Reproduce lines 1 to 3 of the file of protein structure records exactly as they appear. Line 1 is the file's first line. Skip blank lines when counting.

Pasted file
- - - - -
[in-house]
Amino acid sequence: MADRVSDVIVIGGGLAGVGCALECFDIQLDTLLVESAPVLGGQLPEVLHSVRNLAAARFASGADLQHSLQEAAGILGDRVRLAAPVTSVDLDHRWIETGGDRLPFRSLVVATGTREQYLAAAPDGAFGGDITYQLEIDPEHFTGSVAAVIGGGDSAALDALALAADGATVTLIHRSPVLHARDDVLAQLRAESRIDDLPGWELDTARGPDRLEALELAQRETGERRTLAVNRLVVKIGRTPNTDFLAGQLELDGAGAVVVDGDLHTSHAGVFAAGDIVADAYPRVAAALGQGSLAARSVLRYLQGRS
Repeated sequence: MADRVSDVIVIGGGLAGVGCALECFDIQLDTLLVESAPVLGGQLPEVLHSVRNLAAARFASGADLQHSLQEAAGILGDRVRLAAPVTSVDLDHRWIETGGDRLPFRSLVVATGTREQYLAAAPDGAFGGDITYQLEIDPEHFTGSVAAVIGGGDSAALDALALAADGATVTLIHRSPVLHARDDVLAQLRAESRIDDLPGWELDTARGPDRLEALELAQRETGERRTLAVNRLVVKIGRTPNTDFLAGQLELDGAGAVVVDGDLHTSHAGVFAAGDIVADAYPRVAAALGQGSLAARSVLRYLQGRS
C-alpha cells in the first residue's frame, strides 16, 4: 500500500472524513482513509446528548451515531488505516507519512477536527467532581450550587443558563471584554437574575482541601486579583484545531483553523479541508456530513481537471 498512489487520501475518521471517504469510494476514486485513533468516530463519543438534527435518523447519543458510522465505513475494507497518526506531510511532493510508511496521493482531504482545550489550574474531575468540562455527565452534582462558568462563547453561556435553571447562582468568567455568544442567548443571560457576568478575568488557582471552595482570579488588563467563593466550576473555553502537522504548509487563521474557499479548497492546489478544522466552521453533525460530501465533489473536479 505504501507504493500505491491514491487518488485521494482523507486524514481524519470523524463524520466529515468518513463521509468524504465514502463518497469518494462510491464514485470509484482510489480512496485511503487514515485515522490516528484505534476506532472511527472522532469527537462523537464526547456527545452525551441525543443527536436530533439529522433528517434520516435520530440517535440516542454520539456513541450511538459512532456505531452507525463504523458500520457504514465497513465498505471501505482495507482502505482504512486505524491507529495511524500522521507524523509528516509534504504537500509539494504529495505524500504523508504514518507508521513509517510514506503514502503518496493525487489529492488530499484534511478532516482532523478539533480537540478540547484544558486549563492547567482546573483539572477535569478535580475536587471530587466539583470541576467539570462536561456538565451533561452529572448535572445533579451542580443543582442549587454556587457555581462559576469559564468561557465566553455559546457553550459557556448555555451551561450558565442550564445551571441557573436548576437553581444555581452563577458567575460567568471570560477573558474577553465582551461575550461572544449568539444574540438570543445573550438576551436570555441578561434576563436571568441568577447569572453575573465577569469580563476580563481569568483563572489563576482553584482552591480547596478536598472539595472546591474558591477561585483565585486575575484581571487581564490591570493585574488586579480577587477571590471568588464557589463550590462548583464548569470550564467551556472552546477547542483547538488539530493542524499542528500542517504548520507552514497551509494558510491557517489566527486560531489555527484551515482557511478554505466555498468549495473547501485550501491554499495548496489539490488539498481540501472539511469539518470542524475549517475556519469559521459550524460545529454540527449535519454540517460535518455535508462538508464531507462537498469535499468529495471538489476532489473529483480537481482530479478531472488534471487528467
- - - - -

[in-house]
Amino acid sequence: MADRVSDVIVIGGGLAGVGCALECFDIQLDTLLVESAPVLGGQLPEVLHSVRNLAAARFASGADLQHSLQEAAGILGDRVRLAAPVTSVDLDHRWIETGGDRLPFRSLVVATGTREQYLAAAPDGAFGGDITYQLEIDPEHFTGSVAAVIGGGDSAALDALALAADGATVTLIHRSPVLHARDDVLAQLRAESRIDDLPGWELDTARGPDRLEALELAQRETGERRTLAVNRLVVKIGRTPNTDFLAGQLELDGAGAVVVDGDLHTSHAGVFAAGDIVADAYPRVAAALGQGSLAARSVLRYLQGRS
Repeated sequence: MADRVSDVIVIGGGLAGVGCALECFDIQLDTLLVESAPVLGGQLPEVLHSVRNLAAARFASGADLQHSLQEAAGILGDRVRLAAPVTSVDLDHRWIETGGDRLPFRSLVVATGTREQYLAAAPDGAFGGDITYQLEIDPEHFTGSVAAVIGGGDSAALDALALAADGATVTLIHRSPVLHARDDVLAQLRAESRIDDLPGWELDTARGPDRLEALELAQRETGERRTLAVNRLVVKIGRTPNTDFLAGQLELDGAGAVVVDGDLHTSHAGVFAAGDIVADAYPRVAAALGQGSLAARSVLRYLQGRS